Kevin Roberts: President/CEO at AdventHealth Shares His Perspective on COVID-19
In my 40 years as a registered nurse, nothing compares to what has transpired in 2020 with the coronavirus pandemic.
From community shutdowns and shelter-in-place orders to toilet paper shortages and the shift to virtual learning for our children, to say we have all experienced change seems like a huge understatement. When word of the virus first came to us in January, no one could imagine how different things would look by October. And yet, here we are.
As a healthcare leader in our community, you are probably expecting an article that emphasizes the importance of washing your hands, wearing a mask and maintaining a 6-foot social distance at the grocery store. And all of that is important, especially as we enter the flu season. However, I would like to take this opportunity to share some of the positive things I have seen come out of this experience.
The first is Love. There has been a tremendous amount of love shown to our team members over the last several months. I cannot express the gratitude we at AdventHealth have for all the acts of kindness we experienced. Restaurants donating meals, churches coming together to pray on our behalf and community members making masks are just some of the outreach received, and it was greatly appreciated.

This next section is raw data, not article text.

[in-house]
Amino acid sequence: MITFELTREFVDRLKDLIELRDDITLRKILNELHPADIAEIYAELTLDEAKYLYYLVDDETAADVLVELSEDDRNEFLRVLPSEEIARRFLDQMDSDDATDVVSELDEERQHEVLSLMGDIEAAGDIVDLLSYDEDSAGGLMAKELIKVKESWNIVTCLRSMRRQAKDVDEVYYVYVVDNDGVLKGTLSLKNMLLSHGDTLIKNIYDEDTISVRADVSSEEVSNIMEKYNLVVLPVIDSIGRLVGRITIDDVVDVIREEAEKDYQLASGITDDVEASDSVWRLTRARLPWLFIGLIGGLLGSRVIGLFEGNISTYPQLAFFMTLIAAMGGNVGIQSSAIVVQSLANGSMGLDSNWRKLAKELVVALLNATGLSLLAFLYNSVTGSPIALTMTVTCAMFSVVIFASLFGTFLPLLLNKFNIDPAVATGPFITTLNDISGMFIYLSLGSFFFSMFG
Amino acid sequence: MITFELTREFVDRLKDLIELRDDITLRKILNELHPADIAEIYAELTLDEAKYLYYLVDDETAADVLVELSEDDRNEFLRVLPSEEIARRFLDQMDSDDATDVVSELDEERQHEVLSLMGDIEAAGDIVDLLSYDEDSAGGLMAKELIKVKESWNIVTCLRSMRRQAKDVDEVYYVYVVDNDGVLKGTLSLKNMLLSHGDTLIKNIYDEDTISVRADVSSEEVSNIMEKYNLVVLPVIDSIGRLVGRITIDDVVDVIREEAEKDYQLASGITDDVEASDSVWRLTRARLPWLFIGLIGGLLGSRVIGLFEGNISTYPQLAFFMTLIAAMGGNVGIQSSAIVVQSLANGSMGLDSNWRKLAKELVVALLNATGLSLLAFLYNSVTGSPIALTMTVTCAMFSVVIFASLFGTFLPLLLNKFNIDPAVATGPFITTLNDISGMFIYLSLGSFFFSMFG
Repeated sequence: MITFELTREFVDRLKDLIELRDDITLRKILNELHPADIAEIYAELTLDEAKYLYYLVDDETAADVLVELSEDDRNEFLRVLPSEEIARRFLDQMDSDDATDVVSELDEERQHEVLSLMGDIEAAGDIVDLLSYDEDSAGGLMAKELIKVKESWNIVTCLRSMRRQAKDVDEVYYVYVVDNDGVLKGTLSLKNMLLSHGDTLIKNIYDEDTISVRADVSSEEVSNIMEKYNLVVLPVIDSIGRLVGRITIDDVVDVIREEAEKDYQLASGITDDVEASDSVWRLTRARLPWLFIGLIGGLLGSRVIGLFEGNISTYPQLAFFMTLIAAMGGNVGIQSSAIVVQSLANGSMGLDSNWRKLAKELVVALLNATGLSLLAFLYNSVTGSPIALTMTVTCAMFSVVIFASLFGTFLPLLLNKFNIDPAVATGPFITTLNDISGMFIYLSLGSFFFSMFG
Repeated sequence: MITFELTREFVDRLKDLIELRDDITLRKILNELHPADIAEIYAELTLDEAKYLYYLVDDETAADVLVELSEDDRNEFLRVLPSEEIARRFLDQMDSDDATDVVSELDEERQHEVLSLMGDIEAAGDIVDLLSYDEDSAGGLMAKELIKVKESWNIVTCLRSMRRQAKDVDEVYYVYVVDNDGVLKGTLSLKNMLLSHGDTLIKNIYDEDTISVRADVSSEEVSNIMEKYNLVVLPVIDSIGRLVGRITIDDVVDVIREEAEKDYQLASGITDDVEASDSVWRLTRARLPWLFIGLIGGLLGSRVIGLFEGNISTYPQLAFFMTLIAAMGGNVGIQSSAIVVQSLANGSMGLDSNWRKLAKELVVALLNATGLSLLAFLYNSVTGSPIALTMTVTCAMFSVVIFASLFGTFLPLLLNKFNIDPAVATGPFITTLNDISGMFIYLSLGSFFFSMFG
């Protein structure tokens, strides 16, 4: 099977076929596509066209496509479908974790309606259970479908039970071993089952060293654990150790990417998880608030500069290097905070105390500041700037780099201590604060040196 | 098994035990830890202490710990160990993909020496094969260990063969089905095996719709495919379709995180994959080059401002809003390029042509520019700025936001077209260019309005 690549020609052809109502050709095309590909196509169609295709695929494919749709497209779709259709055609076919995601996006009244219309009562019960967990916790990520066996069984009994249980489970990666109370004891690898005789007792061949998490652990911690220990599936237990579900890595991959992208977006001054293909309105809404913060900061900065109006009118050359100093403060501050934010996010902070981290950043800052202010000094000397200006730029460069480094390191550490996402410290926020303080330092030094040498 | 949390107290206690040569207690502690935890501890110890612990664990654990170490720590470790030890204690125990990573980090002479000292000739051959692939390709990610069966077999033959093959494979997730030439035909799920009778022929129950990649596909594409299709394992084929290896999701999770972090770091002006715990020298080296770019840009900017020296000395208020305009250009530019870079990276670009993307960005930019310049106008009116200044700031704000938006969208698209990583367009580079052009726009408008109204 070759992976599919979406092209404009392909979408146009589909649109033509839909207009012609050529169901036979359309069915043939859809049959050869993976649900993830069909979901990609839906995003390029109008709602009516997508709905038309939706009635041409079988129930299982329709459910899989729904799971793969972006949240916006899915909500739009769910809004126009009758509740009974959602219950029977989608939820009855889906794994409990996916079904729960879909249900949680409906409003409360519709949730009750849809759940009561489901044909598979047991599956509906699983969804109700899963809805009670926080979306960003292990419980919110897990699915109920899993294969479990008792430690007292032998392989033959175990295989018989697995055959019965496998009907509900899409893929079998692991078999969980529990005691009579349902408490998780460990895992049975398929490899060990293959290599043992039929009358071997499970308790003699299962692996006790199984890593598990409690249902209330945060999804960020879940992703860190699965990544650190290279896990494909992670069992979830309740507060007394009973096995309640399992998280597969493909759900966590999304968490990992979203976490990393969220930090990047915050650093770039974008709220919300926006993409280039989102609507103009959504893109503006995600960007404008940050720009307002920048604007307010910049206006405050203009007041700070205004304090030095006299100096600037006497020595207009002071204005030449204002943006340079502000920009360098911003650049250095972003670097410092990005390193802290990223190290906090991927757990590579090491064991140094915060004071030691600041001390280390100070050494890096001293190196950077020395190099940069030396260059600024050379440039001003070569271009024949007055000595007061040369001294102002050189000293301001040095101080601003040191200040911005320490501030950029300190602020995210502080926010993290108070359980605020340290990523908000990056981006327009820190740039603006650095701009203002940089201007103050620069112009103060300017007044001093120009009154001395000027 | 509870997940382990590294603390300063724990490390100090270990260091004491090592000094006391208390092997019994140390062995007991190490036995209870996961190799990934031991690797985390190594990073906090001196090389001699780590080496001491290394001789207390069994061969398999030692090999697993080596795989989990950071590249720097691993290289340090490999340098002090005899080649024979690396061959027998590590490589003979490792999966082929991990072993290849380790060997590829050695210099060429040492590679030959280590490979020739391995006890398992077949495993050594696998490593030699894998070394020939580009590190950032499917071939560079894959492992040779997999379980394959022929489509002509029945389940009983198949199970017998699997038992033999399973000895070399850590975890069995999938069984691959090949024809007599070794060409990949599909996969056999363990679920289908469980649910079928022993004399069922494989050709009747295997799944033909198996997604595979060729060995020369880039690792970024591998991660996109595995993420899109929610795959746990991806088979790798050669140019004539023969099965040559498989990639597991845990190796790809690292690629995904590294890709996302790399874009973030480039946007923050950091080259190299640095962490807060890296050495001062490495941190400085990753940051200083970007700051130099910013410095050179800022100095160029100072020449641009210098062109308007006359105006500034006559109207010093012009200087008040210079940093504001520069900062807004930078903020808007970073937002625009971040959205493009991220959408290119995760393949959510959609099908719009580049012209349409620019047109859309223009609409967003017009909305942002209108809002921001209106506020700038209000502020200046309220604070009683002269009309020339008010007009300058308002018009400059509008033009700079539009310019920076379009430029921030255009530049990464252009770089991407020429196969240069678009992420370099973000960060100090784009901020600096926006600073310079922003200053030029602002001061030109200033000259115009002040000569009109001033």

Wayne Bradshaw is one of the faces of the first Black-led financial institution with $1.1 billion in assets due to the merger of his Los Angeles-based Broadway Federal Bank and City First Bank of D.C. in Washington.
The announcement of the two banks going into a transformational merger of equals agreement was made in late August. The focus of the merger will be on housing, small businesses and nonprofits.
“If you are providing financing for a small business, you are enabling wealth creation, job creation and economic empowerment through that financing. There’s a multiplier,” said City First chief executive officer Brian Argrett in a Sept. 1 Forbes article.
Argrett will serve as CEO of the newly formed entity, while Bradshaw will become chair of its nine-member board. The shareholder power between the two companies will be 52.5% Broadway and 47.5% City, according to Bradshaw.
“Both companies have their own business strategies, ours is small apartment buildings and Brian does non profits and new market tax credit deals. We both emphasize wholesale vs retail lending and plan to do more with our customers, but new ones are welcome,” Bradshaw told Voices United.